This is a wonderful book if you're looking to simplify your life. Written at the beginning of the previous century, you might find it dated, but I enjoyed following the author's path towards living a simpler life. He wanted to escape busy London and his daily grind, and while that's not something I'm looking to pursue, I did find his views of fellow humans, wealth, and philosophy refreshing.
If Mr. Dawson would be living today, he'd sure be fit to start a movement. With all the remote-work-porn spreading on the interwebs, this book might just as well be published last year.
The Quest of the Simple Life by William J. Dawson
He had never read a book in his life; his mind subsisted wholly upon the halfpenny newspapers.
The man seemed so satisfied with everything about his life that it was a kind of joy to meet him.
love to imagine myself wealthy, and I flatter myself—as most poor men do—that I am a person peculiarly fitted by nature to afford a conspicuous example of how wealth should be employed.
It is the pursuit of wealth, rather than wealth itself, that is their pleasure.
It would seem that the anxieties of getting money only beget the more torturing anxiety of how to keep it.
but there is one thing I would never do, I would never undertake that laborious quest of wealth, which robs men of the power to enjoy it when it is obtained.
is it worth while to destroy the power of living in attaining the means to live?
He will come back to his residence, night after night, a tired man;
I say he returns to his residence; I scorn to say his home, for the house he rents is merely the barrack where he sleeps.
but suburbanism is a miserable compromise, which like most compromises combines not the qualities but the defects of two antagonisms.
Plainly the man was happy because his work engaged his whole attention; and to every cunning rivet that he fashioned he gave the entire forces of his mind.
I saw that it was the artificial needs of life that made me a slave; the real needs of life were few.
Satisfaction is the death of progress,
They were my temporary cloisters, where I received the sacrament of silence; the woodland sanctuaries where my spirit was renewed.
I never saw the members of the household engaged in any labour that was not also a pleasure.
No one hurried over it, for there was ample time for every duty of the day.
In the city I lived to work; here I worked to live.
The sports of the civilised man are means of life to the natural man.
but I am better satisfied if I can buy health and a meal at the same time and for the same price. This is practically what is done every day by men who live in the country.
Opinion must become conviction before it has any potency to change the ordering of life.
did not wish to be a farmer. What I wished was to live in the country in some modest way that answered to my needs;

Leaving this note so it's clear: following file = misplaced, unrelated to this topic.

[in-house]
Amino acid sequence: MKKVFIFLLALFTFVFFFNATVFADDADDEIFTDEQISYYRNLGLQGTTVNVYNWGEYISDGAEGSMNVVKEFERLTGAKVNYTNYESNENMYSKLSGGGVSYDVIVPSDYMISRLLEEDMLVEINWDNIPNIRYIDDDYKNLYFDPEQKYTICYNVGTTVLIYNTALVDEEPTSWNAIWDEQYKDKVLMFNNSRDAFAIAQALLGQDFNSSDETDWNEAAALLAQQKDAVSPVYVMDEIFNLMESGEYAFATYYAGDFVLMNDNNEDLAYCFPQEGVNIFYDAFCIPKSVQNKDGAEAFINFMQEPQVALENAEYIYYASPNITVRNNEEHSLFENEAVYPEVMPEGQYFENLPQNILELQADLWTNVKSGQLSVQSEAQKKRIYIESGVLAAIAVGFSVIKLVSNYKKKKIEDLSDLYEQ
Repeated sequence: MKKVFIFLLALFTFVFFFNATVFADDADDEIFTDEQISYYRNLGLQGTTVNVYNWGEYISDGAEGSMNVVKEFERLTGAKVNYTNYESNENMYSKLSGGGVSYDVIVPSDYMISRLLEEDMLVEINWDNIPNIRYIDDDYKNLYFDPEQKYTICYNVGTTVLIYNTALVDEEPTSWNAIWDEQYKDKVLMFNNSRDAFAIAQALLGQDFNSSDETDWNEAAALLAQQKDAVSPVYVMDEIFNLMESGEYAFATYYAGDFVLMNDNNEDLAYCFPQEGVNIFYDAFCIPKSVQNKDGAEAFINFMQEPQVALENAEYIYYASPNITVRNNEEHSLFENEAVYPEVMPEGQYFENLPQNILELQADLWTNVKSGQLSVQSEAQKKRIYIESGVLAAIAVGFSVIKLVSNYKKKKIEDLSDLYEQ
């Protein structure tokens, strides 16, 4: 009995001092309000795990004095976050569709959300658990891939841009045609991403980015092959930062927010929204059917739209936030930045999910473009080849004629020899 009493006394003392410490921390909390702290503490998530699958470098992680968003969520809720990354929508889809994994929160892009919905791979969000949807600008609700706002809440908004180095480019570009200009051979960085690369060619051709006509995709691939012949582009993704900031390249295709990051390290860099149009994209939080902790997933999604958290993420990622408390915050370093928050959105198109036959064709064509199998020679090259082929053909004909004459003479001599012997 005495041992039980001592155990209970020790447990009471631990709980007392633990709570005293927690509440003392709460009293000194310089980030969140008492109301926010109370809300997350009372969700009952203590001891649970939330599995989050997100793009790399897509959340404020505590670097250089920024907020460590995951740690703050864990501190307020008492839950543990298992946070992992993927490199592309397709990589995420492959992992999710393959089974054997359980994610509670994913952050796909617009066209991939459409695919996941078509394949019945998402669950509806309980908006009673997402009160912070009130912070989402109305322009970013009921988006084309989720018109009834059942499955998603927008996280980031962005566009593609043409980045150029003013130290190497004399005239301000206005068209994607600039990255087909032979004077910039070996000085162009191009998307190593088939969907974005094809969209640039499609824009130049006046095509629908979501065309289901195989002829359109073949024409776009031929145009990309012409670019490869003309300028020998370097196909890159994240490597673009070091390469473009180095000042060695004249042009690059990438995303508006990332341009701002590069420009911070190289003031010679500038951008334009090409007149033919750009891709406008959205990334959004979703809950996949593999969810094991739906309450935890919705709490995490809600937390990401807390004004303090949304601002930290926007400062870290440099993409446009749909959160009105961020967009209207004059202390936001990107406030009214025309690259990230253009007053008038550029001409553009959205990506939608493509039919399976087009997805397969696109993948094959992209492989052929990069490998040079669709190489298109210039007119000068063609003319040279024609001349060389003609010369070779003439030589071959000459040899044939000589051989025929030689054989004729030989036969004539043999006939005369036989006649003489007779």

to earn by some form of exertion a small income; and at the most, to grow my own vegetables, catch my own fish, and snare my own rabbits.
the beauty which is found in true simplicity.
I am quite sure that this man thought a great deal more of his work than of the money he earned by it.
the true ideal is that every man shall be efficient for his own needs, with as little dependence as possible on others.
Such was the life we lived. If we looked back at all to the life we had left, it was with that sort of sick horror which a prisoner may feel who has endured and survived a long term of imprisonment.
This mere fulness of health was in itself ample compensation for the loss of a hundred artificial pleasures which we had once thought necessary to existence.
Hence a new kind of neighbourship is possible, wider and more catholic than the neighbourship between man and man. Kinship, not in kindred, but in universal life, becomes possible. There is no sense of loneliness in a country life after that discovery is made. The emptiest field is as populous as the thronged city.
The habit of shutting up his body within walls, has produced the corresponding habit of shutting up his mind within walls.
You have simply gone out of the world to escape the evil of the world.
It seems as though if he be right in his mode of life I must be wrong in mine; and yet may we not both be right?
because progress is not a collective movement, but the movement of great individuals who drag the race after them.
objects which give men pleasure may be so diverse that what is a source of joy to one man may be an equal source of misery to another.
The chief discovery which I have made is that man may lead a perfectly honourable, sufficing, and even joyous existence upon a very small income.
Money plays a part in human existence much less important than we suppose. The best boon that money can bestow upon us is independence.
The first step toward independence is the limitation of our wants.
I did not go into the country with the intention of deriving my livelihood from the soil. My sources of income were separate from my mode of life;
May we not also hope that the general application of electric force will do much to cleanse our atmosphere?